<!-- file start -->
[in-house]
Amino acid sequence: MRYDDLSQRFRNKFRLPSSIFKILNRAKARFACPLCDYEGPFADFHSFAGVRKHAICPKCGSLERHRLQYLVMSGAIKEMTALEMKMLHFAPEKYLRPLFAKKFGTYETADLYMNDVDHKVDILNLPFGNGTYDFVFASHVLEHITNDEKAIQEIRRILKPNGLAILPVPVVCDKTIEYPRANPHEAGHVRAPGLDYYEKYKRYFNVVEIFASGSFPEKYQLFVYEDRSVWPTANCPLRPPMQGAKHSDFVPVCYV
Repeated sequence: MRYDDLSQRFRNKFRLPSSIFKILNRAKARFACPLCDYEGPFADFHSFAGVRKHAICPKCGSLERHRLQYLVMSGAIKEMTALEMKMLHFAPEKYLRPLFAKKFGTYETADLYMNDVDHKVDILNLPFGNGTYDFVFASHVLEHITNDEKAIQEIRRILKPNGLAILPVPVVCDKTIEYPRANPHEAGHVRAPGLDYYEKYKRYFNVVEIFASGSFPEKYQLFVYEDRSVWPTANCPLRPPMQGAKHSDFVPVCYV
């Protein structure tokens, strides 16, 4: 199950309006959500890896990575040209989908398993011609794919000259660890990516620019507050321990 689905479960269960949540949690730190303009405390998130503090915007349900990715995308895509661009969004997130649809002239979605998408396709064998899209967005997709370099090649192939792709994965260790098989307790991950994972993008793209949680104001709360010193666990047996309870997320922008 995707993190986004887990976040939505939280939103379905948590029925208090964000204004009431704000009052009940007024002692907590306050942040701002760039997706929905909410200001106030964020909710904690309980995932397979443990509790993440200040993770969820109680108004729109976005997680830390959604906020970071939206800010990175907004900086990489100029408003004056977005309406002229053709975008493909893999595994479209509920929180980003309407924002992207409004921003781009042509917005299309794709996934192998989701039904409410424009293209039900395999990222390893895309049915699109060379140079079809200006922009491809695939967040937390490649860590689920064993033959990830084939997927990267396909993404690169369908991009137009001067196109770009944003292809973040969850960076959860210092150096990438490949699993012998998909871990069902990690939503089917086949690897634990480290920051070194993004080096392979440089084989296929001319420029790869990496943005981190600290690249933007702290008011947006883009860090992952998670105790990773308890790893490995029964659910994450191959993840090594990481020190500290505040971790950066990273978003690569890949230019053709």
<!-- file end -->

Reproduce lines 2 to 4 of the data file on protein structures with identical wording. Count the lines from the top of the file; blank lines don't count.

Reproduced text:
Amino acid sequence: MRYDDLSQRFRNKFRLPSSIFKILNRAKARFACPLCDYEGPFADFHSFAGVRKHAICPKCGSLERHRLQYLVMSGAIKEMTALEMKMLHFAPEKYLRPLFAKKFGTYETADLYMNDVDHKVDILNLPFGNGTYDFVFASHVLEHITNDEKAIQEIRRILKPNGLAILPVPVVCDKTIEYPRANPHEAGHVRAPGLDYYEKYKRYFNVVEIFASGSFPEKYQLFVYEDRSVWPTANCPLRPPMQGAKHSDFVPVCYV
Repeated sequence: MRYDDLSQRFRNKFRLPSSIFKILNRAKARFACPLCDYEGPFADFHSFAGVRKHAICPKCGSLERHRLQYLVMSGAIKEMTALEMKMLHFAPEKYLRPLFAKKFGTYETADLYMNDVDHKVDILNLPFGNGTYDFVFASHVLEHITNDEKAIQEIRRILKPNGLAILPVPVVCDKTIEYPRANPHEAGHVRAPGLDYYEKYKRYFNVVEIFASGSFPEKYQLFVYEDRSVWPTANCPLRPPMQGAKHSDFVPVCYV
């Protein structure tokens, strides 16, 4: 199950309006959500890896990575040209989908398993011609794919000259660890990516620019507050321990 689905479960269960949540949690730190303009405390998130503090915007349900990715995308895509661009969004997130649809002239979605998408396709064998899209967005997709370099090649192939792709994965260790098989307790991950994972993008793209949680104001709360010193666990047996309870997320922008 995707993190986004887990976040939505939280939103379905948590029925208090964000204004009431704000009052009940007024002692907590306050942040701002760039997706929905909410200001106030964020909710904690309980995932397979443990509790993440200040993770969820109680108004729109976005997680830390959604906020970071939206800010990175907004900086990489100029408003004056977005309406002229053709975008493909893999595994479209509920929180980003309407924002992207409004921003781009042509917005299309794709996934192998989701039904409410424009293209039900395999990222390893895309049915699109060379140079079809200006922009491809695939967040937390490649860590689920064993033959990830084939997927990267396909993404690169369908991009137009001067196109770009944003292809973040969850960076959860210092150096990438490949699993012998998909871990069902990690939503089917086949690897634990480290920051070194993004080096392979440089084989296929001319420029790869990496943005981190600290690249933007702290008011947006883009860090992952998670105790990773308890790893490995029964659910994450191959993840090594990481020190500290505040971790950066990273978003690569890949230019053709």